Peach trees are fickle fruit trees that need plenty of water, sunshine, and proper pruning for optimum production. The shorter the branches, the more strength they have and less chance of snapping under the weight of the fruit. When pruning a peach tree, keep in mind that an open centre is the best shape as this allows the sunlight to reach most of the branches. The best time of year to prune is in February once the danger of frost has passed but before any fruit has begun blooming.
Begin pruning any fruit-bearing tree by preparing it for the major pruning. First, cut off any dead or damaged limbs. Avoid snapping them off with your fingers as this could result in damage to the good branches. Next remove the suckers growing off of the roots. Finally, remove any branches that extend above 8' to keep growth close to the ground for easy reach. Peach trees are usually 9 feet in height.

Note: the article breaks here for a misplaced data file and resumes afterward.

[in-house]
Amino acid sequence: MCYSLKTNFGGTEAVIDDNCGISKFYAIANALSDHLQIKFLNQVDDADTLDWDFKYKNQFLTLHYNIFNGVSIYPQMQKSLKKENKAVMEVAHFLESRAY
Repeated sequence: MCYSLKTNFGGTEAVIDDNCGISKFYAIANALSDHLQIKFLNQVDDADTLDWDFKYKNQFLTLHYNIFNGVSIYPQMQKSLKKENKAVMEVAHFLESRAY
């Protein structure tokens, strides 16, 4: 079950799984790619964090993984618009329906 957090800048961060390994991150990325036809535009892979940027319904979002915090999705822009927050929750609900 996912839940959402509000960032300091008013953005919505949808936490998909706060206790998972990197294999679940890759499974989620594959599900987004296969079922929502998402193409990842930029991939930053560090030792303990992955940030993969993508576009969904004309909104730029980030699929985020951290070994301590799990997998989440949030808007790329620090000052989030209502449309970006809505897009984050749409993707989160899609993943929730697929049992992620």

The next step consists of pruning shoots, which are the new, red branches. Remove any branches growing towards the centre of so that the peach tree retains its open centre. Also remove any small, thin shoots as these will not be able to produce healthy fruit. Avoid removing branches that are 18 to 24 inches in length. Prune any downward hanging branches or shoots growing horizontally. Ideally, shoots should grow at a 45 to 50 degree angle.
The last step of pruning actually occurs after the tree has bloomed and the buds have been established. Pruning some of the buds will produce larger, healthier peaches. Plus, an overabundance of fruit could break the delicate peach branches. Make sure that fruit grows only about 6 inches apart by pinching off buds by hand.
No pruning paint is necessary. Just make sure your cuts are at a downward 45 degree angle to the tree so that water cannot run into the trunk and cause rot. Wear gloves and long sleeves to protect from scratches.
Avoid over-pruning as this will seriously reduce fruit production. About 30 or 40 per cent of the tree should be pruned each year.